Night Swim (Blu-ray Review)

  • Reviewed by: Dennis Seuling
  • Review Date: Jul 10, 2024
  • Format: Blu-ray Disc
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Night Swim (Blu-ray Review)


Bryce McGuire

Release Date(s)

2024 (April 9, 2024)


Blumhouse Productions/Atomic Monster (Universal Pictures Home Entertainment)
  • Film/Program Grade: C
  • Video Grade: A
  • Audio Grade: A
  • Extras Grade: B

Night Swim (Blu-ray)

Buy it Here!


Horror films have been popular with audiences ever since the days of silent movies. Vampires, ghosts, werewolves, demons, supernatural occurrences, aliens, and true life incidents have been the bases of movies too numerous to mention. But the first, and probably the last, film to deal with an evil swimming pool is Night Swim.

Ray Waller (Wyatt Russell, Jump Street), has developed an early stage of multiple sclerosis and is afraid to face the fact that his days as a major league baseball player are over. His wife, Eve (Kerry Condon, Angela’s Ashes), has coordinated moves between cities to take advantage of the latest treatments. After Ray accidentally slips into a pool at a home showing, he envisions himself as a sports legend. Since his doctor did recommend a pool for him to do exercises, he wastes little time in purchasing the house and he, Eve, and their two kids, Elliot (Gavin Warren) and Izzy (Amelie Hoeferle), move in.

The two children are the first to notice that something is “wrong” with the pool when they experience disturbing incidents in it. The family then learns that the pool has a creepy history.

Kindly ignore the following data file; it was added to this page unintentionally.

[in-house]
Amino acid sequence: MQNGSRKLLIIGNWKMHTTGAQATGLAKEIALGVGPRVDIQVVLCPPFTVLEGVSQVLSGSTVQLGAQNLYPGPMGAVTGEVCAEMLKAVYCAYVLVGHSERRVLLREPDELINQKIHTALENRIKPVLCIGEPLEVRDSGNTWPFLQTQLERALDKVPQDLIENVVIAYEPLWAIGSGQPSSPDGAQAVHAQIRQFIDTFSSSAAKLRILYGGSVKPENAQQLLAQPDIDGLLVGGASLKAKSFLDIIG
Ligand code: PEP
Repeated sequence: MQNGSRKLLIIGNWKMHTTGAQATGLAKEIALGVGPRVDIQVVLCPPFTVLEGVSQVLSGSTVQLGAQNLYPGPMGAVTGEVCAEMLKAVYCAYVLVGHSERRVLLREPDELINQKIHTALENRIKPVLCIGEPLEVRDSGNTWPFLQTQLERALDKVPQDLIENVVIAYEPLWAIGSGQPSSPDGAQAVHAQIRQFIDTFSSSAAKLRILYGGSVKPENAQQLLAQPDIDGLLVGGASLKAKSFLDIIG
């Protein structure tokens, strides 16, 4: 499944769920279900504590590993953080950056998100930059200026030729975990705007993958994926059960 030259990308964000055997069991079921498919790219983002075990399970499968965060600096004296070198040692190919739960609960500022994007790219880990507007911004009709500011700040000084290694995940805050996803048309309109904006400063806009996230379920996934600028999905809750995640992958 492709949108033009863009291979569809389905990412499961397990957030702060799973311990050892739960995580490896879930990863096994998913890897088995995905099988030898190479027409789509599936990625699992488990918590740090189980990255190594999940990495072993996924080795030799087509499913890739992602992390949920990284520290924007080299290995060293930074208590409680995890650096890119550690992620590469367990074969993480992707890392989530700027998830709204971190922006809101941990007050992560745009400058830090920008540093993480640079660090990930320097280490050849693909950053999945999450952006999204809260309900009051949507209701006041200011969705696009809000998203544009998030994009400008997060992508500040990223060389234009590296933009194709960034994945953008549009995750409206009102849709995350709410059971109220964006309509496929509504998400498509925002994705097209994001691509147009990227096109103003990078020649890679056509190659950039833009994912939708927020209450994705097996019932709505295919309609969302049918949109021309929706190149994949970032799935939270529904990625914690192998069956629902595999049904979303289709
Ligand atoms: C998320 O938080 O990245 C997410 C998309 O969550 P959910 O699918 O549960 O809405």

A prologue had already taken us back to a night in 1992, when young Rebecca Summers (Ayazhan Dalabayeva) sees her ailing brother’s toy boat in the pool and wants to retrieve it for him. Perched on the edge of the pool, she loses her balance and falls in. Underwater, she sees a vision of her mother reaching out with a helping hand. Lights begin to flicker. When the boat resurfaces, she grabs for it, and disappears.

Ray finds the pool therapeutic. After only a few swims, his degenerative disease seems to have disappeared and he’s ecstatic. Eve and the kids, however, have scary visions, hear voices, and get dragged around the pool by an unknown entity. As time passes, Ray begins to act very odd. At this point, Eve—the only one in the family with common sense—wants to get the family out of that house, but the weak script insists that they stay long enough for more eerie and violent moments to occur.

Night Swim undermines itself with a PG-13 rating, which prevents it from ramping up intensity to make the film a real scare fest. The so-called frights are akin to someone stepping behind you and yelling “Boo”—momentarily startling, but far from creating a feeling of dread. Director Bryce McGuire based this film on a short by himself and Rod Blackhurst. At under four minutes, the short managed to sustain a mood, but at over 90 minutes, the feature loses a lot of energy along the way and resorts to cliche after cliche.